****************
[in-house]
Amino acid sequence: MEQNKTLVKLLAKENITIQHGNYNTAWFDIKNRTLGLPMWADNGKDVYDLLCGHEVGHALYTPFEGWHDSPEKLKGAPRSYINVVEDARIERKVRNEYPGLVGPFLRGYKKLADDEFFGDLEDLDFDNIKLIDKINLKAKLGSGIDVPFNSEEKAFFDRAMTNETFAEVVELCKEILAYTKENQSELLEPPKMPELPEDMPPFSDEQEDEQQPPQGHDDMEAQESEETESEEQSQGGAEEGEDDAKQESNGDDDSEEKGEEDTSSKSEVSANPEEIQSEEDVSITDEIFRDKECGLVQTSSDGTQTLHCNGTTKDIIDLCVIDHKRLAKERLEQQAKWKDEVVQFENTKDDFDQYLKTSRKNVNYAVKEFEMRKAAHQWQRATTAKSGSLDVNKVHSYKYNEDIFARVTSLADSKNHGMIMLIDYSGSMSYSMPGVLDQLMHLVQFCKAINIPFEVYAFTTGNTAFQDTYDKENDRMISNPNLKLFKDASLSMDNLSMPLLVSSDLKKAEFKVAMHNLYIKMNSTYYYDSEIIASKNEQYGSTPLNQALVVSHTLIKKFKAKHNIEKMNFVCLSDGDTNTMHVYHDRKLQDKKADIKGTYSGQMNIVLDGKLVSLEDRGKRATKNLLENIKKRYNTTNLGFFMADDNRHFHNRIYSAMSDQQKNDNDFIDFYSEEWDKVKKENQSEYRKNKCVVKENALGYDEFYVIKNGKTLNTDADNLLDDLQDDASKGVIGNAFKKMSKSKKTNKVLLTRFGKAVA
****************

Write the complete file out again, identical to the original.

[in-house]
Amino acid sequence: MEQNKTLVKLLAKENITIQHGNYNTAWFDIKNRTLGLPMWADNGKDVYDLLCGHEVGHALYTPFEGWHDSPEKLKGAPRSYINVVEDARIERKVRNEYPGLVGPFLRGYKKLADDEFFGDLEDLDFDNIKLIDKINLKAKLGSGIDVPFNSEEKAFFDRAMTNETFAEVVELCKEILAYTKENQSELLEPPKMPELPEDMPPFSDEQEDEQQPPQGHDDMEAQESEETESEEQSQGGAEEGEDDAKQESNGDDDSEEKGEEDTSSKSEVSANPEEIQSEEDVSITDEIFRDKECGLVQTSSDGTQTLHCNGTTKDIIDLCVIDHKRLAKERLEQQAKWKDEVVQFENTKDDFDQYLKTSRKNVNYAVKEFEMRKAAHQWQRATTAKSGSLDVNKVHSYKYNEDIFARVTSLADSKNHGMIMLIDYSGSMSYSMPGVLDQLMHLVQFCKAINIPFEVYAFTTGNTAFQDTYDKENDRMISNPNLKLFKDASLSMDNLSMPLLVSSDLKKAEFKVAMHNLYIKMNSTYYYDSEIIASKNEQYGSTPLNQALVVSHTLIKKFKAKHNIEKMNFVCLSDGDTNTMHVYHDRKLQDKKADIKGTYSGQMNIVLDGKLVSLEDRGKRATKNLLENIKKRYNTTNLGFFMADDNRHFHNRIYSAMSDQQKNDNDFIDFYSEEWDKVKKENQSEYRKNKCVVKENALGYDEFYVIKNGKTLNTDADNLLDDLQDDASKGVIGNAFKKMSKSKKTNKVLLTRFGKAVA